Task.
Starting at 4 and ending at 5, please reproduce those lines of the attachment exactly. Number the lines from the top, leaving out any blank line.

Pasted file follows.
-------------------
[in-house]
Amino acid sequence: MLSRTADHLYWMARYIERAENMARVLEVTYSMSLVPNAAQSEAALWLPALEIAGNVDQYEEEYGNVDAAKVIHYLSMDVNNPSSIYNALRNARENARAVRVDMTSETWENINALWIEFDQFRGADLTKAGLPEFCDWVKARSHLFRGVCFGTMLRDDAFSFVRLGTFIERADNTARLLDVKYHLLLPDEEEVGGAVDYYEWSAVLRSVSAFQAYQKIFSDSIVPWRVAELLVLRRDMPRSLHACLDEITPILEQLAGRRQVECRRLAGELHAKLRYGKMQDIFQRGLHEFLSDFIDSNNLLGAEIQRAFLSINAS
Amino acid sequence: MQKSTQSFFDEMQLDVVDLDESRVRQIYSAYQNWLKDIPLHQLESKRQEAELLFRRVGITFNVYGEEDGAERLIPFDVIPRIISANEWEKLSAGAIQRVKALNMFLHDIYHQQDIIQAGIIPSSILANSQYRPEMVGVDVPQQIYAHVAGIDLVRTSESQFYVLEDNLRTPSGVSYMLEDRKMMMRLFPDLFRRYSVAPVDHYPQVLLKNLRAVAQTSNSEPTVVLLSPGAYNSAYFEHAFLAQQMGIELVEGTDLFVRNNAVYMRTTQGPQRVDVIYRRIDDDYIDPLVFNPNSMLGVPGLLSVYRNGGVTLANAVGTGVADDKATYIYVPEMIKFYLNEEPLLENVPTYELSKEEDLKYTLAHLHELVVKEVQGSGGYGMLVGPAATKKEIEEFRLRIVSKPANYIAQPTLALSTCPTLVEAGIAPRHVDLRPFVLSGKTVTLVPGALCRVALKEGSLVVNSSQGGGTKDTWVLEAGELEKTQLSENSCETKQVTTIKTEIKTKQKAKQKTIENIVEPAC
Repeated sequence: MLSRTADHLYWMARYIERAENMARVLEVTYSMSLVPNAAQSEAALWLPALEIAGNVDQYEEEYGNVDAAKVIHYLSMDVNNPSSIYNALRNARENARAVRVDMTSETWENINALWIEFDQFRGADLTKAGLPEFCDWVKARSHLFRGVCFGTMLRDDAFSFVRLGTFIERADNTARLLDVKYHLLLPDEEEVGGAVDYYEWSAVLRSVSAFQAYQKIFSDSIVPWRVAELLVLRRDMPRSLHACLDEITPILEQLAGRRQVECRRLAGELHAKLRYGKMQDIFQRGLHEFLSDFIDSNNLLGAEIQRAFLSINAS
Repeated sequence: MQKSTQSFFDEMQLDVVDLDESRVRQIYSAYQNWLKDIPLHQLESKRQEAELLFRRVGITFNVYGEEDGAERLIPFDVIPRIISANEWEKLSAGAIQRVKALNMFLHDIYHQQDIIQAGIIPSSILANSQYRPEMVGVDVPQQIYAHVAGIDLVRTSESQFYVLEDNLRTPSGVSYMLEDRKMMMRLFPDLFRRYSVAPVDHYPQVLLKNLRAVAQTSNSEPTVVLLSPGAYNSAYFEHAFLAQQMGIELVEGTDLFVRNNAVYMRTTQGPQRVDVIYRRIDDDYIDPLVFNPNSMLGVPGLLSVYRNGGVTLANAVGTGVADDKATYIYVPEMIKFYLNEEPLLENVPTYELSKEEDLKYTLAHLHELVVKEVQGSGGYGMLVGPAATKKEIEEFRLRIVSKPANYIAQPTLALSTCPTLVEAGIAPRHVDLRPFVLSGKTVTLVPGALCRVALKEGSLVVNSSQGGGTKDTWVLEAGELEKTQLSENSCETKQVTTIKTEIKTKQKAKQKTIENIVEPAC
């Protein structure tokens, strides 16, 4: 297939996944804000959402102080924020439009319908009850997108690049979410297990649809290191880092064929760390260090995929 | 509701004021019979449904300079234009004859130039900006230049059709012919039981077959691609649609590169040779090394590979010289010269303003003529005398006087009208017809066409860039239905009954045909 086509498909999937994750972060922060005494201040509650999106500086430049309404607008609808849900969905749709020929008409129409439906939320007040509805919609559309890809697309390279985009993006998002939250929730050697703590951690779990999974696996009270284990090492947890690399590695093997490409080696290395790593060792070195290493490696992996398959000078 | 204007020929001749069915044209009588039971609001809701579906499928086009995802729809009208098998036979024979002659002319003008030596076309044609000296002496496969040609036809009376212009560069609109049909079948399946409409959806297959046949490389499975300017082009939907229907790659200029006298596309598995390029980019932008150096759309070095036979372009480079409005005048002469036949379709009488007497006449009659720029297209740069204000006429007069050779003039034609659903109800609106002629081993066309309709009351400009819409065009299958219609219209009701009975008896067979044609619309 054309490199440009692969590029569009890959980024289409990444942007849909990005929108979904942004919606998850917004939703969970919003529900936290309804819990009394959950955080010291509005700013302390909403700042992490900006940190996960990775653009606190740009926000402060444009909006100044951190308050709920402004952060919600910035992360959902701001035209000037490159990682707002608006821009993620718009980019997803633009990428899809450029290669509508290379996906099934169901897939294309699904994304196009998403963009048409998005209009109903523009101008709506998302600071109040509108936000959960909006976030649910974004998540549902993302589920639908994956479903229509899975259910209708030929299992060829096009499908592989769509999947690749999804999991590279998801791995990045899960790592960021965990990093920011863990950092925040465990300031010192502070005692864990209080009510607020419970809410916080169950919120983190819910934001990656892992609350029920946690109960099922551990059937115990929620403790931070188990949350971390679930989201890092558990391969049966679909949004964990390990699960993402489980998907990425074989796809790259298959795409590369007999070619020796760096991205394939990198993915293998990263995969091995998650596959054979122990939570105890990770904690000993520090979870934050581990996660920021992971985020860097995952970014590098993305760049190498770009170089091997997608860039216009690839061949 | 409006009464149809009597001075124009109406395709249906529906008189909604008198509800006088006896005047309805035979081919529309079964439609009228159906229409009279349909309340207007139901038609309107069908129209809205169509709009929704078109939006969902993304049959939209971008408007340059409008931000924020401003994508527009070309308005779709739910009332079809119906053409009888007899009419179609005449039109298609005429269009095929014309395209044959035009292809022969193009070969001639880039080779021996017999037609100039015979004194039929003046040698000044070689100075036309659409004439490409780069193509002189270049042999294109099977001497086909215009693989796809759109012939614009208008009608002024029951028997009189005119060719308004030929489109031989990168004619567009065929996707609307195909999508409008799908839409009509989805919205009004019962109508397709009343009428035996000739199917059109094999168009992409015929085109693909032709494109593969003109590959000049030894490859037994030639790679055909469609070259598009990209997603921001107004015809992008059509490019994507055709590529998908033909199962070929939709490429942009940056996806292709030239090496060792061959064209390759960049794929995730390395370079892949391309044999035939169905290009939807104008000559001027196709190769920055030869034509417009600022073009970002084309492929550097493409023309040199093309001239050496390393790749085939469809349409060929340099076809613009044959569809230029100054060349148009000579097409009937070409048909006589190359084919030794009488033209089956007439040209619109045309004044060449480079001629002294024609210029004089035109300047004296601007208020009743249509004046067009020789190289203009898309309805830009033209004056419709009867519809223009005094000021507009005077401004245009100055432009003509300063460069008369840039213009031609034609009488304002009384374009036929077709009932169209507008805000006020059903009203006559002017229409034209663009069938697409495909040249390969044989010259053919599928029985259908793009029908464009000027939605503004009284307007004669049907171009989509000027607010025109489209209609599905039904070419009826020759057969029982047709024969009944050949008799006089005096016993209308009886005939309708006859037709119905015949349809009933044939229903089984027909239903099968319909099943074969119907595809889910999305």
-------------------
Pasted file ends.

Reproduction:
Repeated sequence: MLSRTADHLYWMARYIERAENMARVLEVTYSMSLVPNAAQSEAALWLPALEIAGNVDQYEEEYGNVDAAKVIHYLSMDVNNPSSIYNALRNARENARAVRVDMTSETWENINALWIEFDQFRGADLTKAGLPEFCDWVKARSHLFRGVCFGTMLRDDAFSFVRLGTFIERADNTARLLDVKYHLLLPDEEEVGGAVDYYEWSAVLRSVSAFQAYQKIFSDSIVPWRVAELLVLRRDMPRSLHACLDEITPILEQLAGRRQVECRRLAGELHAKLRYGKMQDIFQRGLHEFLSDFIDSNNLLGAEIQRAFLSINAS
Repeated sequence: MQKSTQSFFDEMQLDVVDLDESRVRQIYSAYQNWLKDIPLHQLESKRQEAELLFRRVGITFNVYGEEDGAERLIPFDVIPRIISANEWEKLSAGAIQRVKALNMFLHDIYHQQDIIQAGIIPSSILANSQYRPEMVGVDVPQQIYAHVAGIDLVRTSESQFYVLEDNLRTPSGVSYMLEDRKMMMRLFPDLFRRYSVAPVDHYPQVLLKNLRAVAQTSNSEPTVVLLSPGAYNSAYFEHAFLAQQMGIELVEGTDLFVRNNAVYMRTTQGPQRVDVIYRRIDDDYIDPLVFNPNSMLGVPGLLSVYRNGGVTLANAVGTGVADDKATYIYVPEMIKFYLNEEPLLENVPTYELSKEEDLKYTLAHLHELVVKEVQGSGGYGMLVGPAATKKEIEEFRLRIVSKPANYIAQPTLALSTCPTLVEAGIAPRHVDLRPFVLSGKTVTLVPGALCRVALKEGSLVVNSSQGGGTKDTWVLEAGELEKTQLSENSCETKQVTTIKTEIKTKQKAKQKTIENIVEPAC